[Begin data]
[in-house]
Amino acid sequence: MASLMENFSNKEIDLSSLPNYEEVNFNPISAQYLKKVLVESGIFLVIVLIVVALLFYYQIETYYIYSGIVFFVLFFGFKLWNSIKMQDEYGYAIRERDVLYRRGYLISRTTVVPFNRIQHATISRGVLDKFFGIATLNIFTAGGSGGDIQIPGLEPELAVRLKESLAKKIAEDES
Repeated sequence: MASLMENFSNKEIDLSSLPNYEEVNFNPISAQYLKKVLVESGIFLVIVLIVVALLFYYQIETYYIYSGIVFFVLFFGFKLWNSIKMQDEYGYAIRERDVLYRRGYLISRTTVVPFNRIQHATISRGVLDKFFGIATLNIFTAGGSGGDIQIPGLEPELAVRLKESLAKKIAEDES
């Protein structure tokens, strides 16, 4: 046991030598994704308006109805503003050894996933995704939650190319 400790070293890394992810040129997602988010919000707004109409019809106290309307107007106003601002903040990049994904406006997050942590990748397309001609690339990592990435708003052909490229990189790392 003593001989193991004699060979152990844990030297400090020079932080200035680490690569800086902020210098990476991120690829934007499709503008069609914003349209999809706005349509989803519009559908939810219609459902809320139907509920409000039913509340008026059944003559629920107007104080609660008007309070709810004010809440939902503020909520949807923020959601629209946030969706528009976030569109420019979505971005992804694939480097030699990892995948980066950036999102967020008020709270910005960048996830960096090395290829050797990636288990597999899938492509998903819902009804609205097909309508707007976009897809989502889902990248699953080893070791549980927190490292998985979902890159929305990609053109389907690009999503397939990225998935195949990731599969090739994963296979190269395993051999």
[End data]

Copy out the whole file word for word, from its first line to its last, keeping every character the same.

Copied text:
[in-house]
Amino acid sequence: MASLMENFSNKEIDLSSLPNYEEVNFNPISAQYLKKVLVESGIFLVIVLIVVALLFYYQIETYYIYSGIVFFVLFFGFKLWNSIKMQDEYGYAIRERDVLYRRGYLISRTTVVPFNRIQHATISRGVLDKFFGIATLNIFTAGGSGGDIQIPGLEPELAVRLKESLAKKIAEDES
Repeated sequence: MASLMENFSNKEIDLSSLPNYEEVNFNPISAQYLKKVLVESGIFLVIVLIVVALLFYYQIETYYIYSGIVFFVLFFGFKLWNSIKMQDEYGYAIRERDVLYRRGYLISRTTVVPFNRIQHATISRGVLDKFFGIATLNIFTAGGSGGDIQIPGLEPELAVRLKESLAKKIAEDES
């Protein structure tokens, strides 16, 4: 046991030598994704308006109805503003050894996933995704939650190319 400790070293890394992810040129997602988010919000707004109409019809106290309307107007106003601002903040990049994904406006997050942590990748397309001609690339990592990435708003052909490229990189790392 003593001989193991004699060979152990844990030297400090020079932080200035680490690569800086902020210098990476991120690829934007499709503008069609914003349209999809706005349509989803519009559908939810219609459902809320139907509920409000039913509340008026059944003559629920107007104080609660008007309070709810004010809440939902503020909520949807923020959601629209946030969706528009976030569109420019979505971005992804694939480097030699990892995948980066950036999102967020008020709270910005960048996830960096090395290829050797990636288990597999899938492509998903819902009804609205097909309508707007976009897809989502889902990248699953080893070791549980927190490292998985979902890159929305990609053109389907690009999503397939990225998935195949990731599969090739994963296979190269395993051999």